Freddie Gibbs is from Gary, Indiana, so was the Jackson Family. When I first heard Gibbs, he was in the business of constantly referring to his Gary roots despite his displacement to the City of Angels. I wondered if he was in a perpetual state of internal strife, battling the unrealistic bar that had been set by the Jackson clan decades ago. I pictured him bumping MJ in his ipod holding a sign saying “Hollywood or Bust” at the local Greyhound station in Gary. Then of course I got swept away by his music, for the record, I deem him to be the most underrated rapper (currently unsigned) with major label appeal out there. His smooth voice is paralleled by his effortless flow pattern which is laced with precision lyrical content. I’ve said this before, but Freddie Gibbs is the quintessential “your rapper’s favorite rapper”, he’s so on point, you’ll forget that he came from a small town in the Midwest famous for birthing Michael Jackson….until now…
Ab-Soul, Schoolboy Q, Kendrick Lamar and Open Mike Eagle are all major players currently putting it on for the City of Angels. There is no denying that L.A. is back on the hip hop map, what was once a place to market and record is now a hotbed for breeding artists that are leaving an impression on the game. Though the aforementioned artists are starkly different in sound and content, there’s a serious commitment to crisp production, a fundamental element to keeping ears bent. Jansport J is another reason L.A. hip hop fans can wear a prideful smile. The West Covina beatsmith is a true underground talent, though this new project, Sport Did It Tho Vol. 1. is bound to elevate his status as a go to guy in beat shopping. Jansport J’s production is a wonderful hybrid of old school appreciation and youthful rhythm that undoubtedly can provide a soundtrack to any Cali block party. The sample heavy production is laced with hardened beats that emcees must salivate to jump on. He worked primarily with local artists, including the likes of LAUSD, El Prez, and the transplanted Freddie Gibbs. Here’s a couple of our favorite tracks:
The primary component of a good music video is a good track. Like this Freddie Gibbs joint, clearly Decon Records didn’t shell out much dough for this shoot, to be frank, aesthetically this video is just asking to be ignored on YouTube. But this is a track off Str8 Killa, a street EP that Freddie just dropped, and that’s significant. See, the thing is, Freddie Gibbs is on an absolute tear, a climatic rise to stardom via a spitting streak that we haven’t seen out of the Midwest since….[cue crickets]. The Gary, Indiana, native, Los Angeles, California, transplant, has established himself as a blogger favorite and a hipster delicacy, he’s defining himself. So spare the criticism about the measly budget for the video, and focus on the fact that this kid is hitting home runs right now. Think of it like Albert Belle, another slugger out of the Midwest, would you dare pass judgement on his bat after he hit a home run? Or just enjoy the damn humdinger? Eeek, bad example.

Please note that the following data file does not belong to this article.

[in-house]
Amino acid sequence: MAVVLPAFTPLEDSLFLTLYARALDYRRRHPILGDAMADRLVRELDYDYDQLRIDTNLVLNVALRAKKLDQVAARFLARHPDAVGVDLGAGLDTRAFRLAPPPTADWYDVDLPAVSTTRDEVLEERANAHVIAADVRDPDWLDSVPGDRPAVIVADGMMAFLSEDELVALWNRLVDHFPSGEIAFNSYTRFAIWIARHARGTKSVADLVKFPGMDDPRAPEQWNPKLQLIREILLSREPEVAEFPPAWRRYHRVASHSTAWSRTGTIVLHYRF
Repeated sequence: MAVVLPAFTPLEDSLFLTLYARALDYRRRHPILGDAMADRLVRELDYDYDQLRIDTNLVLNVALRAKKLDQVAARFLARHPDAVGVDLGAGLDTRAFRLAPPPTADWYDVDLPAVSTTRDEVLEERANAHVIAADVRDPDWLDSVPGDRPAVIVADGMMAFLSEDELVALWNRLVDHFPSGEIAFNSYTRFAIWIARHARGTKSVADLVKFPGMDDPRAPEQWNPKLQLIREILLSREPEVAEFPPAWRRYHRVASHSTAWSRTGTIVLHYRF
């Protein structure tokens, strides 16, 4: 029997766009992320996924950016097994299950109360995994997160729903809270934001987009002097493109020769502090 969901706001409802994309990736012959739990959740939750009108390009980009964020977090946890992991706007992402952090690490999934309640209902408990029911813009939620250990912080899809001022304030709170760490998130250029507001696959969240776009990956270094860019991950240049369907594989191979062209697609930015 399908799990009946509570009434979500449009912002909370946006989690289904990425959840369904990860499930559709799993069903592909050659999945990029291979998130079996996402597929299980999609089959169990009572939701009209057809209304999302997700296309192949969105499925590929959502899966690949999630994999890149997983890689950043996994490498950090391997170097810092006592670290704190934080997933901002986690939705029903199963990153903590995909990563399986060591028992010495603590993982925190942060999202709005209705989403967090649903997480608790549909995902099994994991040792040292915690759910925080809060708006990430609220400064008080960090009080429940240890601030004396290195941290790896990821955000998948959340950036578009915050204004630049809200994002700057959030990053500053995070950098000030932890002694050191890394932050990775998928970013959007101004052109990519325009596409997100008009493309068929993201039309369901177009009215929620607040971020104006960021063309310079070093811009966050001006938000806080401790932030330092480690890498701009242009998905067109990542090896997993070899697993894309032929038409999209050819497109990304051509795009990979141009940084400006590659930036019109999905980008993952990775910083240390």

Usually when I see the term “Rap Supergroup” my first thought is that the gas-tanks that propel certain rappers’ careers are running low and hence they’ve decided to pool all of their remaining gasoline and see if it’s enough to get them into the next town of people giving an eff. However, Bun B. confirmed that he, Freddie Gibbs Chuck Inglish and Chip tha Ripper are going to be linking minds. This is a little different. Each of these dudes still has a good amount of fire to offer on their own: Bun B. remains one of the most technically sound rappers of all time. Freddie Gibbs is on the man-possessed-I’m-going-to-drop-free-ish-with-reckless-abandon tip. Chip tha Ripper has some ridiculousl yet, efficient sexed out rhymes and Chuck, while we may think he’s tame because of his Cool Kids days, has been dropping chunky, synth powered beats all over that ass. And hence I think this squad is going to have some Wu-Tang-esque chambers. But even Bun cringed at the term “Supergroup.”
Freddie Gibbs feat. Bun B. Chip tha Ripper & Chuck Inglish-“Oil Money”
Freddie Gibbs & Bun B. Watch out for Freddie this year, it’s a given that he’s going to be a top 5 rapper of 2010. Trust me, he has a killer combination of gruff tone and impressionable content, much like a smooth Cuban cigar, or chica.
Today being Christmas, I suppose it’s a little late to share this holiday activity with you. However, maybe when returning nose-hair trimmers, you can put this into practice:
While some say this happened already, I really feel like 2009 was the year where mixtapes really did surpass their more formal cousins, albums, in terms of quality. One highly respected music writer dubbed Los Angeles-by-way-of-Indiana rapper, Freddie Gibbs the only rapper that he would place money on, at this juncture. (I’m assuming) This must be a claim formed after listening to one of Gibbs’ mixtapes.
This holiday season, in the demoralizing onslaught that occurs at malls, I downloaded several mixtapes and found that bumping these gritty renditions of past cuts is a fantastic way to both block out the crazy materially-obsessed ish around you, as well as hear some whippersnappers at their rawest and finest.
Below are two of my favorite mixtapes of the year: